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This post originally appeared at the BabywiseMom.com blog.
There is this huge push nowadays that “breast is best”. So much so, that when breastfeeding isn’t working out easily, many mothers are taking to full time pumping, freezing, and using this breast milk storage for their baby.
Our bodies are pretty amazing. Did you know that your body receives signals from your baby’s saliva, and in turn makes changes to the composition of your breast milk? Your breast milk also changes throughout one feeding, throughout the day, and has different composition from month to month.
With all of this in mind, it made me think:
What if pumping isn’t as ideal as we think?
How careful do we need to be with it?
Should a 6 month old baby, be given pumped milk from when he or she was 3 months old?
For moms that are breastfeeding, and then pumping to gain freezer storage for those moments in need… is that really the best option?
When is the ideal time to pump?
Is after a feeding ok?
As far as I can tell, there really hasn’t been much research done in this area of exclusively pumping. I personally think there needs to be, however.
Since, as a society, we are pushing breast milk as the “best” option, many moms are feeling guilted into pumping and storing milk, when they otherwise may have just used formula.
Formula has been highly researched and we know it is a safe, good alternative. In fact, it has some advantages such as being enriched and fortified with iron. Pumping, storing, and feeding is most likely also safe– but what if it isn’t as straightforward as we think?
On This Page You Will Find:
- 4 Powerful Things To Know Before You Exclusively Pump
- Milk changes over time (long term):
- Milk changes during a nursing session:
- Iron content changes in breast milk:
- Other changes in breast milk:
- Long story short on breast milk and pumping…
- My takeaways just from my knowledge of how much breast milk changes, are the following:
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Here are some known facts about breast milk…
4 Powerful Things To Know Before You Exclusively Pump
Milk changes over time (long term):
We know that in the first few days of your baby’s life, your body produces a thick substance called colostrum. After this comes the transitional milk (basically a mix of colostrum and mature milk) which can last for up to two weeks. Then the mature milk comes in.
Moms that have pumped and stored their milk in the freezer, will also tell you that the color and thickness of milk changes from week to week, and month to month.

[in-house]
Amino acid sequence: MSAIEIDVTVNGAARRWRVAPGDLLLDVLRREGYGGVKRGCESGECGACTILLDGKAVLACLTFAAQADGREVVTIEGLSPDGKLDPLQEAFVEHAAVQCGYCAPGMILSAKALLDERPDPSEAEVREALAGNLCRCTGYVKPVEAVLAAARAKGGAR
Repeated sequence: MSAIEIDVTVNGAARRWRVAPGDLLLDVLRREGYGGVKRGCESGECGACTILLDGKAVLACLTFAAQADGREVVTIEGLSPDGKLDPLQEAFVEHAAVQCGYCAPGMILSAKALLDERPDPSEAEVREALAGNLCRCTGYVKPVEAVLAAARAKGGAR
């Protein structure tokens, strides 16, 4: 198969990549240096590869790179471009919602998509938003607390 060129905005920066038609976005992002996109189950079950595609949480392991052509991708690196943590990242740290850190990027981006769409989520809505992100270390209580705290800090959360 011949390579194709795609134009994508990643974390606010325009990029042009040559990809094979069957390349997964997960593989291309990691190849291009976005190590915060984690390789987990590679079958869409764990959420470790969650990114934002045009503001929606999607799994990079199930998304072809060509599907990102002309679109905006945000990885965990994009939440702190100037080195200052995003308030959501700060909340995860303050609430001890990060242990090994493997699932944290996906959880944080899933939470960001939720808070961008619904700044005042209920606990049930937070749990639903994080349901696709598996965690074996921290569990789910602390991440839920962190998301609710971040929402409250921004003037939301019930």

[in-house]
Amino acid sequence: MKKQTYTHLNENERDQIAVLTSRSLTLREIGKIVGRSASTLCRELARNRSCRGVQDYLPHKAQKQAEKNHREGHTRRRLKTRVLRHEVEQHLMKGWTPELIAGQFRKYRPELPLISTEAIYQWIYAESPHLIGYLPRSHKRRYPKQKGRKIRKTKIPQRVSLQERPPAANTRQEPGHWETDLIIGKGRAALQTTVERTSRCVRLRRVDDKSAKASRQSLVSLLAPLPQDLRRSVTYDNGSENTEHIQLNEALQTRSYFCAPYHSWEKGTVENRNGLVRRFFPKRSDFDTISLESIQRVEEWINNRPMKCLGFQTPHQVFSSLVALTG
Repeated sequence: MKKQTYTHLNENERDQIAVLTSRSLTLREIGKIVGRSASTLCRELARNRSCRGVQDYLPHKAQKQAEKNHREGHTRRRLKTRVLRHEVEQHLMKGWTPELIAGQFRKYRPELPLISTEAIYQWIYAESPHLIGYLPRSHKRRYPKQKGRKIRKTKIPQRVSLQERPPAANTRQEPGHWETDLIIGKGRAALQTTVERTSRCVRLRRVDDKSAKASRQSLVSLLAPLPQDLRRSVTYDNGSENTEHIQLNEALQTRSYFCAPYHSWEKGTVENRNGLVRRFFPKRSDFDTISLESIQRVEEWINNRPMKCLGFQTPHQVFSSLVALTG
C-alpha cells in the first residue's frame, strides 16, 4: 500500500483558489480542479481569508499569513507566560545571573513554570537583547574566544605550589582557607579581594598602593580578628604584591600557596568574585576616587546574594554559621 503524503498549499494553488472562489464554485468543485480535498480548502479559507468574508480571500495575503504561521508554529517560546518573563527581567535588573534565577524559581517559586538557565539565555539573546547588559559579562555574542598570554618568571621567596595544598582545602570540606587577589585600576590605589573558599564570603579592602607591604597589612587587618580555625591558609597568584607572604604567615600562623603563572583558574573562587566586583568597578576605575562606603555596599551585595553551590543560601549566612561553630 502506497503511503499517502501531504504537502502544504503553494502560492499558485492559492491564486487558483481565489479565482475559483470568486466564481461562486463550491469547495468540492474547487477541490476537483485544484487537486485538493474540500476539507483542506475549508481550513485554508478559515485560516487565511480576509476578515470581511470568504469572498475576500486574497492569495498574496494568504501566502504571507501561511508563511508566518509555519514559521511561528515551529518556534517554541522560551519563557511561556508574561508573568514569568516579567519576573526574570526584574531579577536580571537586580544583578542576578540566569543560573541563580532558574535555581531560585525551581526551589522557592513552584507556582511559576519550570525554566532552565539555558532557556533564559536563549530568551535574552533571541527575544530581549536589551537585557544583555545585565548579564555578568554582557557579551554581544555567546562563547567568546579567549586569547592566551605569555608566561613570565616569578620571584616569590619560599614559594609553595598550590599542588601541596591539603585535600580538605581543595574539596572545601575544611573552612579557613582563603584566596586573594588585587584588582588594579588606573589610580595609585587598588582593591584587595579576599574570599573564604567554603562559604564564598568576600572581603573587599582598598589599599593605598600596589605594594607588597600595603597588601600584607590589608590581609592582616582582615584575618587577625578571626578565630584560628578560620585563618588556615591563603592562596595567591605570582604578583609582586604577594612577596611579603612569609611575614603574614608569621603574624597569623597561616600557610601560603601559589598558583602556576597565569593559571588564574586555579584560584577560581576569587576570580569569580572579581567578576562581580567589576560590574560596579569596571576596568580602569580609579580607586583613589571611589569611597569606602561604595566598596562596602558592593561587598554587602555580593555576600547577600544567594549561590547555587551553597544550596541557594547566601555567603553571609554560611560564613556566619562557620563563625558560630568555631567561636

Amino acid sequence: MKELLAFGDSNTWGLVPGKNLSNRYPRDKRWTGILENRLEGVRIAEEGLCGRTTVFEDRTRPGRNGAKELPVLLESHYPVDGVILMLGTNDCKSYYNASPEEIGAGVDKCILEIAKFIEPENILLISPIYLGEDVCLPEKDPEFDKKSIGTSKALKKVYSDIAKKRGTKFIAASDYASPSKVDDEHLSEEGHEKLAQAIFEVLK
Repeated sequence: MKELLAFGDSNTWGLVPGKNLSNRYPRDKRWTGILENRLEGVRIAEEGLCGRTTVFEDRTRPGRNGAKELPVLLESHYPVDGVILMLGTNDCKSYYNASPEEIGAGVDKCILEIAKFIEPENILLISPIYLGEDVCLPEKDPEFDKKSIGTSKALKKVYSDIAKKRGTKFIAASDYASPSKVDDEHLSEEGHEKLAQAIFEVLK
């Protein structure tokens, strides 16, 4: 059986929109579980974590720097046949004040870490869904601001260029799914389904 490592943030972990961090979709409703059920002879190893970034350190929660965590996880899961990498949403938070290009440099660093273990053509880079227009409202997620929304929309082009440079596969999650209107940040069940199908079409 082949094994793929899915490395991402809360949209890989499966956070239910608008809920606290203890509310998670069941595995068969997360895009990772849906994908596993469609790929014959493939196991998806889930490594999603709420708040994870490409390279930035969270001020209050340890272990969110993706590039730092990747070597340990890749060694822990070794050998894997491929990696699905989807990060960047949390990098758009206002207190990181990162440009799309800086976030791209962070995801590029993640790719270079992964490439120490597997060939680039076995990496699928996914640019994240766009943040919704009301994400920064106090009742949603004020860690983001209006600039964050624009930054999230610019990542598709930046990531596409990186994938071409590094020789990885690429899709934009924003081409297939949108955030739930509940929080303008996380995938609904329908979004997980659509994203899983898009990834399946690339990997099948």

Milk changes during a nursing session:
A nursing session starts with what is called foremilk. This milk is relatively thin, it is high in lactose and is good for quenching your baby’s thirst quickly.
Hindmilk comes at the end of a full nursing session. This milk is higher in fat content, and is a thicker, creamier milk.
Iron content changes in breast milk:
Very minimal iron is contained in breast milk. By 6 months, the iron stores are depleted and hardly any is passing through. Just another change to be aware of. Click here to read about why breastfed babies need iron supplementation.
Other changes in breast milk:
Evening milk has more serotonin to help your baby sleep.
Fat content and immune boosting properties change during growth spurts and illness.
Long story short on breast milk and pumping…
Our milk changes so much. I don’t know the perfect answers. I just know that as a mom I want to be aware of everything that goes in to every decision I’m making for my baby’s health.
I, personally will be cautious, but perhaps just more intentional with the pumped milk that I feed to my baby.
My takeaways just from my knowledge of how much breast milk changes, are the following:
– I’d feed stored milk as close to the pump date as possible. This way, milk from 3 months postpartum is being given to a 3 month old baby, etc. I don’t think I’d feed more than 1 month difference in “age”.
– I’d make sure to label time of day and give milk pumped in the evening at evening times, and milk pumped in the morning at morning times, etc.
– If breastfeeding and pumping, I’d make a separate pumping time away from a feeding. This way, the milk has foremilk and hindmilk (not just one or the other).
– I also wouldn’t shy away from using formula if needed. Pumped milk has some great qualities and immune boosting capability. As I’m learning more about our breast milk, however, I’d almost feel more comfortable just giving formula that I know is right for the age of the baby, or even doing both to make sure I’m covering all of my bases.
These are just my opinions and thoughts. My mind likes to think about scientific things like this. I am a stay at home mom that was once a chemist and engineer. It’s just how my brain works. I want more information, and I so wish there was more research on all of this.
For now, this is just my mama brain working with my scientific brain postulating some hypotheses and sharing with other moms. Food for thought.
Useful Resources About Breast Milk:
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